parameter is the same type as the return value's type, in that case they
 return an empty string.

I believe that in D, the empty string is "equal" to null. http://www.digitalmars.com/d/cppstrings.html:
  In D, an empty string is just null:
 
 	char[] str;
 	if (!str)
 		// string is empty

That works the same with either null or "", and this too:
 import std.stdio;
 
 void main()
 {
    char[] s = "";
    char[] d = null;
    
    writefln("s is %snull", s is null ? "" : "not ");
    writefln("s length is %d", s.length);
 
    writefln("d is %snull", d is null ? "" : "not ");
    writefln("d length is %d", d.length);
 } 

s is not null s length is 0 d is null d length is 0 Which means that whether it is "" or null, it'll compare and work the same to the rest of code ? Unless C is involved, since s.ptr will point to a '\0', but d.ptr points to null. But that will work itself out in the toStringz process... (since D strings have to be zero-terminate for C anyway)

If discovered this behaviour when I used an 'in' contract in a function ... bool foo(dchar[] X, dchar[] Y) in { assert( ! (X is null) ); assert( ! (Y is null) ); } body { . . . } So what you seem to be saying is that I shouldn't bother checking that a dynamic array reference is null or not. Instead I can just check the length. However, I was trying to trap the case in which the function was called with an uninitialized array. Calling it with a empty array is ok though. A fuller example in which it tripped me up ... <code> import std.utf; import std.stdio; bool foo(dchar[] X, dchar[] Y) in { assert( ! (X is null) ); assert( ! (Y is null) ); } body { return true; } bool foo(char[] X, char[] Y) { return foo( toUTF32(X), toUTF32(Y) ); } bool foo(wchar[] X, wchar[] Y) { return foo( toUTF32(X), toUTF32(Y) ); } unittest { dchar[] a; dchar[] b; a = ""; b = "123"; debug(1) writefln("UT1"); assert( foo(toUTF32(a), toUTF32(b) ) ); debug(1) writefln("UT2"); assert( foo(toUTF16(a), toUTF16(b) ) ); debug(1) writefln("UT3"); assert( foo(toUTF8(a), toUTF8(b) ) ); } </code> Compiled with dmd test -debug -unittest It fails on Unit Test #2. This was totally unexpected. -- Derek Melbourne, Australia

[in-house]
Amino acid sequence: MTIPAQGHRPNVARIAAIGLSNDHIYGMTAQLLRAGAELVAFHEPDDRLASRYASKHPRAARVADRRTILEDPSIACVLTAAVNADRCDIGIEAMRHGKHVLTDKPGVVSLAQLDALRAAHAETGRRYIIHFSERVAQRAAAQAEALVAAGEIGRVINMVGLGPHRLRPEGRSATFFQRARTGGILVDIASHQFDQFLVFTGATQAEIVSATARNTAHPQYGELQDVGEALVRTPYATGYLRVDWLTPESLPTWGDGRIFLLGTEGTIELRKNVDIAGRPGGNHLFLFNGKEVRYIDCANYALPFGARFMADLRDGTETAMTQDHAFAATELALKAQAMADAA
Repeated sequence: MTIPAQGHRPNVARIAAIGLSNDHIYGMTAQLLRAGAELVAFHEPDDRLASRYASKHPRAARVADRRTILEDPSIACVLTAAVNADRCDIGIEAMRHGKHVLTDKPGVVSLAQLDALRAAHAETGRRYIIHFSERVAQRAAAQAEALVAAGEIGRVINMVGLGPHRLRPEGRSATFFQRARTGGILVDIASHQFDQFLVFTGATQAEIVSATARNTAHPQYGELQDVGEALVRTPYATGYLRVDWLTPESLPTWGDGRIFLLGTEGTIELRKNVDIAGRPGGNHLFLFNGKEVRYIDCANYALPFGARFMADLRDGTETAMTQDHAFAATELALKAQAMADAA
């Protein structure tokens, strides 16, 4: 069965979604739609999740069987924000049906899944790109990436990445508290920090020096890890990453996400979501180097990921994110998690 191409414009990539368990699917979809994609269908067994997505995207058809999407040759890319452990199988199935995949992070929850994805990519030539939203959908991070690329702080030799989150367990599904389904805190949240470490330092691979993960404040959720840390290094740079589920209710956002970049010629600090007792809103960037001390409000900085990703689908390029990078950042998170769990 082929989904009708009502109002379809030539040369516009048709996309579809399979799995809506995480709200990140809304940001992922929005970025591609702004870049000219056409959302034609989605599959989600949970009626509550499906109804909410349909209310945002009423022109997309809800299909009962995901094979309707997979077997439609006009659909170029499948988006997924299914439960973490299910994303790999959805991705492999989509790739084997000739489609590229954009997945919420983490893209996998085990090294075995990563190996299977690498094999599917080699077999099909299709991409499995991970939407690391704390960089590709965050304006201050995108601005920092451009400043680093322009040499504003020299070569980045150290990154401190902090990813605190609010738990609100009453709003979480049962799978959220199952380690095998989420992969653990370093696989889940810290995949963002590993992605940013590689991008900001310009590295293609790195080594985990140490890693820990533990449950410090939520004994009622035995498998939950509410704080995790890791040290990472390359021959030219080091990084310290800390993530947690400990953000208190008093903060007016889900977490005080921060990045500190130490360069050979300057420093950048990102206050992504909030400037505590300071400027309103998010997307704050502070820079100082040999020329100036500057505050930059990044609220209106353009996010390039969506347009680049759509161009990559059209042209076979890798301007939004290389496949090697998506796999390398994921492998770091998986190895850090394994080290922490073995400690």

Feb 10 2005
parent reply =?ISO-8859-1?Q?Anders_F_Bj=F6rklund?= <afb algonet.se> writes:
Derek wrote:

 So what you seem to be saying is that I shouldn't bother checking that a
 dynamic array reference is null or not. Instead I can just check the
 length. However, I was trying to trap the case in which the function was
 called with an uninitialized array. Calling it with a empty array is ok
 though.

No, I don't think you should bother to differ between null and .length == 0.
 bool foo(dchar[] X, dchar[] Y)
   in {
     assert( ! (X is null) );
     assert( ! (Y is null) );
  }
  body { 
      return true;  }